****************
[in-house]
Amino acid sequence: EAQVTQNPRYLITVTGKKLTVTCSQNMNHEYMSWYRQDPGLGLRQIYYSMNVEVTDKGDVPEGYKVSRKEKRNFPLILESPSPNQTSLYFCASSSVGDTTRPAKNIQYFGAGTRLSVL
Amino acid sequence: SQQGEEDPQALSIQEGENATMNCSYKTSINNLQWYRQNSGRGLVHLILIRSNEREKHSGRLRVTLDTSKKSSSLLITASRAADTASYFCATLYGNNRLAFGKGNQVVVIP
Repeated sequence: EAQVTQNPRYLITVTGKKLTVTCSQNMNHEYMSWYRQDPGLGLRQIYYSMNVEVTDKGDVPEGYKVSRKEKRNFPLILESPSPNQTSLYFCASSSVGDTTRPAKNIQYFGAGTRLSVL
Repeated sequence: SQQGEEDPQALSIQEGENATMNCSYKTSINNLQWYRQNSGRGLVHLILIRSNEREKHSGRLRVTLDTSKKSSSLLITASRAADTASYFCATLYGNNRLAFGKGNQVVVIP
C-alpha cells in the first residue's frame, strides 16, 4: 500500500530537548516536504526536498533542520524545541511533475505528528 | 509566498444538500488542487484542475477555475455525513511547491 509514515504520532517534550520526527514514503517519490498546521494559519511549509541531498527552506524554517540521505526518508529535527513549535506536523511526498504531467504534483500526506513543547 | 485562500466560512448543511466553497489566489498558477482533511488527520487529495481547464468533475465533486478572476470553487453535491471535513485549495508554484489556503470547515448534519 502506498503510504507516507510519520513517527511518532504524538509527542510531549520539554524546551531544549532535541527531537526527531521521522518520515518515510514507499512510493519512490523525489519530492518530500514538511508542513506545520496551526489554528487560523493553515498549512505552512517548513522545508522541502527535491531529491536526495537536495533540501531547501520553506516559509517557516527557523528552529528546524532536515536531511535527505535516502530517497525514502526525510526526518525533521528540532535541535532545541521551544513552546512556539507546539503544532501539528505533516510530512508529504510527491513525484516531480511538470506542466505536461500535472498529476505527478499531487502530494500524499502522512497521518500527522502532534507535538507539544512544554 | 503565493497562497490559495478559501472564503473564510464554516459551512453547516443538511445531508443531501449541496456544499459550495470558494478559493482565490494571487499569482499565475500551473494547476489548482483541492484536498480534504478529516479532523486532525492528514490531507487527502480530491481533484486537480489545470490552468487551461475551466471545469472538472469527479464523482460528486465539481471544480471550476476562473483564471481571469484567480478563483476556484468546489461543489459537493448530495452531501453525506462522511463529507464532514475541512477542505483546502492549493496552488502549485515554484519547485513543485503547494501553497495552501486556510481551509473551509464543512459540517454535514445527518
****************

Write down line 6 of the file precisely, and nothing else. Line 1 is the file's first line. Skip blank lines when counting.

C-alpha cells in the first residue's frame, strides 16, 4: 500500500530537548516536504526536498533542520524545541511533475505528528 | 509566498444538500488542487484542475477555475455525513511547491 509514515504520532517534550520526527514514503517519490498546521494559519511549509541531498527552506524554517540521505526518508529535527513549535506536523511526498504531467504534483500526506513543547 | 485562500466560512448543511466553497489566489498558477482533511488527520487529495481547464468533475465533486478572476470553487453535491471535513485549495508554484489556503470547515448534519 502506498503510504507516507510519520513517527511518532504524538509527542510531549520539554524546551531544549532535541527531537526527531521521522518520515518515510514507499512510493519512490523525489519530492518530500514538511508542513506545520496551526489554528487560523493553515498549512505552512517548513522545508522541502527535491531529491536526495537536495533540501531547501520553506516559509517557516527557523528552529528546524532536515536531511535527505535516502530517497525514502526525510526526518525533521528540532535541535532545541521551544513552546512556539507546539503544532501539528505533516510530512508529504510527491513525484516531480511538470506542466505536461500535472498529476505527478499531487502530494500524499502522512497521518500527522502532534507535538507539544512544554 | 503565493497562497490559495478559501472564503473564510464554516459551512453547516443538511445531508443531501449541496456544499459550495470558494478559493482565490494571487499569482499565475500551473494547476489548482483541492484536498480534504478529516479532523486532525492528514490531507487527502480530491481533484486537480489545470490552468487551461475551466471545469472538472469527479464523482460528486465539481471544480471550476476562473483564471481571469484567480478563483476556484468546489461543489459537493448530495452531501453525506462522511463529507464532514475541512477542505483546502492549493496552488502549485515554484519547485513543485503547494501553497495552501486556510481551509473551509464543512459540517454535514445527518